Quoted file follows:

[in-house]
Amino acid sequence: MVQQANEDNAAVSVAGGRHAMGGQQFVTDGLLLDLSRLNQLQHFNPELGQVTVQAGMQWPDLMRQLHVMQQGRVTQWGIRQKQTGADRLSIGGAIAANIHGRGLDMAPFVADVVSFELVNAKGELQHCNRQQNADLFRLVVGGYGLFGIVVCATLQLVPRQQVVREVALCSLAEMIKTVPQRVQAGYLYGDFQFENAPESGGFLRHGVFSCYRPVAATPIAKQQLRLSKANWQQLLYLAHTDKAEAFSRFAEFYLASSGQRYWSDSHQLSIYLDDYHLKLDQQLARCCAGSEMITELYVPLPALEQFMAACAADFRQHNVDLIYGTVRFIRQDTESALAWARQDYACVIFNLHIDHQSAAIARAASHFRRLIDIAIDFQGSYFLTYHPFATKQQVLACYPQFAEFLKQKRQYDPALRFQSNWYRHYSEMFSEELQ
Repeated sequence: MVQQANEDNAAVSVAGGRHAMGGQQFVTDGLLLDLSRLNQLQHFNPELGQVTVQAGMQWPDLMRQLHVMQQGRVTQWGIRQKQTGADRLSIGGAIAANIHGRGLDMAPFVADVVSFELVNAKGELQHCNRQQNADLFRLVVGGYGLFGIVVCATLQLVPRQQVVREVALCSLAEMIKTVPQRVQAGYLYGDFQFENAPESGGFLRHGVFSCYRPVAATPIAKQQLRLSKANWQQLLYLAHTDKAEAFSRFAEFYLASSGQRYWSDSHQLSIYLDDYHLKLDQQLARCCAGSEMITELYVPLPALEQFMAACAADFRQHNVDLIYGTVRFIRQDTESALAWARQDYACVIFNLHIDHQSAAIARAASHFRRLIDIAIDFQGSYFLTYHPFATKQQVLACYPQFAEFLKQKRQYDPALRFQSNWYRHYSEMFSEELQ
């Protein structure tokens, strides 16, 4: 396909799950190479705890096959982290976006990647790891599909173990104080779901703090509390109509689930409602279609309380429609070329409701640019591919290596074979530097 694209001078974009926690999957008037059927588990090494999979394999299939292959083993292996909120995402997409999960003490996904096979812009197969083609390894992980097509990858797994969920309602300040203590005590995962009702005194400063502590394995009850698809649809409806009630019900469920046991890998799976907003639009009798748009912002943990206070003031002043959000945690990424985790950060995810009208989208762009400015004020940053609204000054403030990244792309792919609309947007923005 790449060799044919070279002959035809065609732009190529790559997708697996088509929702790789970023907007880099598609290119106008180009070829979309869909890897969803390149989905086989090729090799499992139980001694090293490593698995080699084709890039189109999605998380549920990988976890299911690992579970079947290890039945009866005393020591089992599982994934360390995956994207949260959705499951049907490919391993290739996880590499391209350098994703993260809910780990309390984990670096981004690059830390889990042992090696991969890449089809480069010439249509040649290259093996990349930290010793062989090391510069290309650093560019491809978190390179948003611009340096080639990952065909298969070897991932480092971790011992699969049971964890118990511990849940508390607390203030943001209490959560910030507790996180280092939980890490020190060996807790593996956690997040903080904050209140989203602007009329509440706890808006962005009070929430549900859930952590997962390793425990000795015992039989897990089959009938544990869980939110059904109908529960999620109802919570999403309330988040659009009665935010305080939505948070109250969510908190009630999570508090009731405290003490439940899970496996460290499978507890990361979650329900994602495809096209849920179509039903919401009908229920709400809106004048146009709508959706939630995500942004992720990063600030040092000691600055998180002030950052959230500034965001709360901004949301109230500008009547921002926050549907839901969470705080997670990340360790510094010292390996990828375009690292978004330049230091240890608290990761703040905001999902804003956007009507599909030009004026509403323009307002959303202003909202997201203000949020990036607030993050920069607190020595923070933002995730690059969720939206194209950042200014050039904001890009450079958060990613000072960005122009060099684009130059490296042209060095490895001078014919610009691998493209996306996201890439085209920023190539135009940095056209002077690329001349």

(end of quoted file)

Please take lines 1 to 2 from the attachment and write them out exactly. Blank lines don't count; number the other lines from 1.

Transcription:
[in-house]
Amino acid sequence: MVQQANEDNAAVSVAGGRHAMGGQQFVTDGLLLDLSRLNQLQHFNPELGQVTVQAGMQWPDLMRQLHVMQQGRVTQWGIRQKQTGADRLSIGGAIAANIHGRGLDMAPFVADVVSFELVNAKGELQHCNRQQNADLFRLVVGGYGLFGIVVCATLQLVPRQQVVREVALCSLAEMIKTVPQRVQAGYLYGDFQFENAPESGGFLRHGVFSCYRPVAATPIAKQQLRLSKANWQQLLYLAHTDKAEAFSRFAEFYLASSGQRYWSDSHQLSIYLDDYHLKLDQQLARCCAGSEMITELYVPLPALEQFMAACAADFRQHNVDLIYGTVRFIRQDTESALAWARQDYACVIFNLHIDHQSAAIARAASHFRRLIDIAIDFQGSYFLTYHPFATKQQVLACYPQFAEFLKQKRQYDPALRFQSNWYRHYSEMFSEELQ